KYIV — Ukraine’s efforts to combat Russian military strategies are being increasingly augmented by the effective utilization of cyber intelligence, says Illia Vitiuk, the nation’s leading cyber and information security official.
On Thursday, Vitiuk, who oversees cybersecurity within the Security Service of Ukraine (SBU), revealed that Ukrainian hackers have been actively infiltrating Russian computer systems to gain insights into the Kremlin’s military objectives, troop movements, and methods of circumventing Western sanctions.
One notable example shared by the SBU involved intelligence pertaining to Russia’s attempt to secure thousands of microchips for Iranian Shahed drones, which are weaponized against Ukraine, through third-party countries. “Thanks to collaboration with our allies, we successfully halted this delivery,” Vitiuk elaborated at Kyiv’s iForum conference.
Ukrainian cybersecurity specialists leverage open-source intelligence prior to breaching enemy networks, discerning essential details like infrastructure, IP addresses, and operating systems to understand how to exploit potential weak points and infiltrate their devices.
“In this digital era, cyber intelligence enables us to obtain highly classified enemy information,” Vitiuk remarked. “In days gone by, such data would necessitate the risky and labor-intensive recruitment of a spy within the enemy’s territory.”
Pictured from left: Yanina Korniienko, Slidstvo.info investigative journalist; Artem Starosiek, Molfar open-source intelligence agency CEO; Illia Vitiuk, SBU’s head of cybersecurity. Image: Daryna Antoniuk / The Record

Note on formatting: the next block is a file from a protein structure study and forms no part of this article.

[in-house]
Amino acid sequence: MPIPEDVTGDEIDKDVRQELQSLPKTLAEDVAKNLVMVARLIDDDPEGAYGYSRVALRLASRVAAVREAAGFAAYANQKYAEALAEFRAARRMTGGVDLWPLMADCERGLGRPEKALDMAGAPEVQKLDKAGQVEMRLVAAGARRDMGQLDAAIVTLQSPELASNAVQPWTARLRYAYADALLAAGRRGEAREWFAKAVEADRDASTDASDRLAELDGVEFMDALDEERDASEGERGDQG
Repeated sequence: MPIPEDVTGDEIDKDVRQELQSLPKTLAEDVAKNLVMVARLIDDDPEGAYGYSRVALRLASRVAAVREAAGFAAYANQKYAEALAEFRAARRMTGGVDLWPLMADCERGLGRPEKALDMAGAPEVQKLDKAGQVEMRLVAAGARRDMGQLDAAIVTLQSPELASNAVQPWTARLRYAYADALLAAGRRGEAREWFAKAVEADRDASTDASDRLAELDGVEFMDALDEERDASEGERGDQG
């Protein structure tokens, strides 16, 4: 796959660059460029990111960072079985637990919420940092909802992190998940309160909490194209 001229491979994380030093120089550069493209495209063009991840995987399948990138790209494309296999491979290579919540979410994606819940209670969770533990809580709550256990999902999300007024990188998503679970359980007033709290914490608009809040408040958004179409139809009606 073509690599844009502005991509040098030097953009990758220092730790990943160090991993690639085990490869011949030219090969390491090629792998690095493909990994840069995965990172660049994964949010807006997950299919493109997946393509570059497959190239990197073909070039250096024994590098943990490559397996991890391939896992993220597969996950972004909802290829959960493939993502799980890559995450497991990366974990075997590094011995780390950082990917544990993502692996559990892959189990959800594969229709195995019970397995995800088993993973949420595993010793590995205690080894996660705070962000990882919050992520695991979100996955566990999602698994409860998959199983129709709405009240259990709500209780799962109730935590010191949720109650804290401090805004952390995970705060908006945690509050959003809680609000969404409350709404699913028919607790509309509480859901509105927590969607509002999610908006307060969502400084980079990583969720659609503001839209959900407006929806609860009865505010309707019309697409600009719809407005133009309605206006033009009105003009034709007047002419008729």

Leaked documents from Russia are also playing an integral role in these efforts, such as the recent successful leak from MosgorBTI, a Russian website that compiles data on Moscow property owners. Vitiuk remarked, “We now have intelligence on properties owned by key Russian figures in politics, military, and special services.”
Vitiuk declined to reveal the identity of the hacking group behind the MosgorBTI incident, stating, “Those responsible for cyberattacks against Russia will be identified post-conflict.”
The Telegram Connection Chatbots on the Telegram messaging platform provide another dimension of intelligence for Ukraine.
Early in the conflict, the Ukrainian government introduced these bots to prompt citizens to report information on Russian military operations, identify conspirators, and notify of traitors aiding Russian missile targeting. According to Vitiuk, this information has been instrumental in the destruction of hundreds of enemy equipment units.
Russia’s cyber espionage against Ukraine has also been relentless. At the conflict’s onset, Russian hackers employed wipers to dismantle Ukrainian systems. More recently, they have turned to malware to extract information from private communication channels, Yurii Shchyhol, the head of Ukraine’s State Service of Special Communications and Information Protection of Ukraine (SSSCIP), told Recorded Future News.
Earlier this week, Ukraine’s security agencies foiled an attempted breach by Russian government-affiliated hackers into the Ukrainian military’s battlefield management system, an attack aimed at acquiring sensitive details about military operations, positions, and equipment, according to the SBU.